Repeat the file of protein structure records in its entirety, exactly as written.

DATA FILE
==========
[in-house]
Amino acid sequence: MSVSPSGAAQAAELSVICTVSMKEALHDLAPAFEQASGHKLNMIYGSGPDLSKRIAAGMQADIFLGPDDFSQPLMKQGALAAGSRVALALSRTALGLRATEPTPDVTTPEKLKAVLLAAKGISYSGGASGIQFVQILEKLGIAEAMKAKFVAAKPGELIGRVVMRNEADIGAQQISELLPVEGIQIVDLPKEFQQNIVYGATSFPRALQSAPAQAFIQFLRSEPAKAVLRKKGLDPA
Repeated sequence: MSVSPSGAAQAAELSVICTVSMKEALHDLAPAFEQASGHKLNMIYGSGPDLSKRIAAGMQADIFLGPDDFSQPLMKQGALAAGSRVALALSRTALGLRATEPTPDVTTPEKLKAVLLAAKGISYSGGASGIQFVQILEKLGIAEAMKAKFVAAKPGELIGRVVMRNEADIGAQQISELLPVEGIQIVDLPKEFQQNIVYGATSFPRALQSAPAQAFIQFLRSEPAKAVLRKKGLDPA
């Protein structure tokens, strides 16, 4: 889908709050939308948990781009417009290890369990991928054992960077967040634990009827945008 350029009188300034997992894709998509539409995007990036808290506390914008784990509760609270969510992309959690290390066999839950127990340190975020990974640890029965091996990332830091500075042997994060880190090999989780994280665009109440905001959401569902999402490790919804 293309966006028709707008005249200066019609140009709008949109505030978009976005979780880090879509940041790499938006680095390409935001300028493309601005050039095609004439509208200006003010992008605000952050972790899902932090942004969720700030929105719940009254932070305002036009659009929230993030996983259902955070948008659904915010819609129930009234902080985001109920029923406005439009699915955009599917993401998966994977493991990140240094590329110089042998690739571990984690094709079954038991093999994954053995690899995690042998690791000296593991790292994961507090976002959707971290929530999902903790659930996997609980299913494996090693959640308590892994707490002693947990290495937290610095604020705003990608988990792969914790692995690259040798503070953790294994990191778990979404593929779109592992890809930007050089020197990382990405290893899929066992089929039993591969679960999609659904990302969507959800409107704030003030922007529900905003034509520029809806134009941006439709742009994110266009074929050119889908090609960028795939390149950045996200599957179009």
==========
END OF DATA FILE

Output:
[in-house]
Amino acid sequence: MSVSPSGAAQAAELSVICTVSMKEALHDLAPAFEQASGHKLNMIYGSGPDLSKRIAAGMQADIFLGPDDFSQPLMKQGALAAGSRVALALSRTALGLRATEPTPDVTTPEKLKAVLLAAKGISYSGGASGIQFVQILEKLGIAEAMKAKFVAAKPGELIGRVVMRNEADIGAQQISELLPVEGIQIVDLPKEFQQNIVYGATSFPRALQSAPAQAFIQFLRSEPAKAVLRKKGLDPA
Repeated sequence: MSVSPSGAAQAAELSVICTVSMKEALHDLAPAFEQASGHKLNMIYGSGPDLSKRIAAGMQADIFLGPDDFSQPLMKQGALAAGSRVALALSRTALGLRATEPTPDVTTPEKLKAVLLAAKGISYSGGASGIQFVQILEKLGIAEAMKAKFVAAKPGELIGRVVMRNEADIGAQQISELLPVEGIQIVDLPKEFQQNIVYGATSFPRALQSAPAQAFIQFLRSEPAKAVLRKKGLDPA
């Protein structure tokens, strides 16, 4: 889908709050939308948990781009417009290890369990991928054992960077967040634990009827945008 350029009188300034997992894709998509539409995007990036808290506390914008784990509760609270969510992309959690290390066999839950127990340190975020990974640890029965091996990332830091500075042997994060880190090999989780994280665009109440905001959401569902999402490790919804 293309966006028709707008005249200066019609140009709008949109505030978009976005979780880090879509940041790499938006680095390409935001300028493309601005050039095609004439509208200006003010992008605000952050972790899902932090942004969720700030929105719940009254932070305002036009659009929230993030996983259902955070948008659904915010819609129930009234902080985001109920029923406005439009699915955009599917993401998966994977493991990140240094590329110089042998690739571990984690094709079954038991093999994954053995690899995690042998690791000296593991790292994961507090976002959707971290929530999902903790659930996997609980299913494996090693959640308590892994707490002693947990290495937290610095604020705003990608988990792969914790692995690259040798503070953790294994990191778990979404593929779109592992890809930007050089020197990382990405290893899929066992089929039993591969679960999609659904990302969507959800409107704030003030922007529900905003034509520029809806134009941006439709742009994110266009074929050119889908090609960028795939390149950045996200599957179009």